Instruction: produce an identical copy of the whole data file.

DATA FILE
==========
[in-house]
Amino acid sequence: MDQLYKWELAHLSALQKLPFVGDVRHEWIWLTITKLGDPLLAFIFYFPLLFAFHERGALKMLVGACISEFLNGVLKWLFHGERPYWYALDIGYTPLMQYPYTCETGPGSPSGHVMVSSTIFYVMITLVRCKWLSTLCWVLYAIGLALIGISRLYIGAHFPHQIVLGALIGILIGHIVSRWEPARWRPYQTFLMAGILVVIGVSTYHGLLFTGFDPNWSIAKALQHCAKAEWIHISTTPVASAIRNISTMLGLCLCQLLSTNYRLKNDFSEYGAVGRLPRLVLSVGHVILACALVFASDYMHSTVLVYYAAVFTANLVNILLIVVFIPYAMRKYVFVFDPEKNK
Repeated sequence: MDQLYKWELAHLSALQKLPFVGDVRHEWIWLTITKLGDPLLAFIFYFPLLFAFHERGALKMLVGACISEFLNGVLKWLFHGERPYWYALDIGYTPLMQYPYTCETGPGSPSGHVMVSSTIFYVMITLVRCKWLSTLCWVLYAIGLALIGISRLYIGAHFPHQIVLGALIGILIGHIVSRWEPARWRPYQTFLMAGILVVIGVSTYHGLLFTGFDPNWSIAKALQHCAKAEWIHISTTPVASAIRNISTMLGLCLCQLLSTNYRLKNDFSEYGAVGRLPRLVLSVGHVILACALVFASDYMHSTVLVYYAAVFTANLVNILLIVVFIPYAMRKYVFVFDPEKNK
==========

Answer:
[in-house]
Amino acid sequence: MDQLYKWELAHLSALQKLPFVGDVRHEWIWLTITKLGDPLLAFIFYFPLLFAFHERGALKMLVGACISEFLNGVLKWLFHGERPYWYALDIGYTPLMQYPYTCETGPGSPSGHVMVSSTIFYVMITLVRCKWLSTLCWVLYAIGLALIGISRLYIGAHFPHQIVLGALIGILIGHIVSRWEPARWRPYQTFLMAGILVVIGVSTYHGLLFTGFDPNWSIAKALQHCAKAEWIHISTTPVASAIRNISTMLGLCLCQLLSTNYRLKNDFSEYGAVGRLPRLVLSVGHVILACALVFASDYMHSTVLVYYAAVFTANLVNILLIVVFIPYAMRKYVFVFDPEKNK
Repeated sequence: MDQLYKWELAHLSALQKLPFVGDVRHEWIWLTITKLGDPLLAFIFYFPLLFAFHERGALKMLVGACISEFLNGVLKWLFHGERPYWYALDIGYTPLMQYPYTCETGPGSPSGHVMVSSTIFYVMITLVRCKWLSTLCWVLYAIGLALIGISRLYIGAHFPHQIVLGALIGILIGHIVSRWEPARWRPYQTFLMAGILVVIGVSTYHGLLFTGFDPNWSIAKALQHCAKAEWIHISTTPVASAIRNISTMLGLCLCQLLSTNYRLKNDFSEYGAVGRLPRLVLSVGHVILACALVFASDYMHSTVLVYYAAVFTANLVNILLIVVFIPYAMRKYVFVFDPEKNK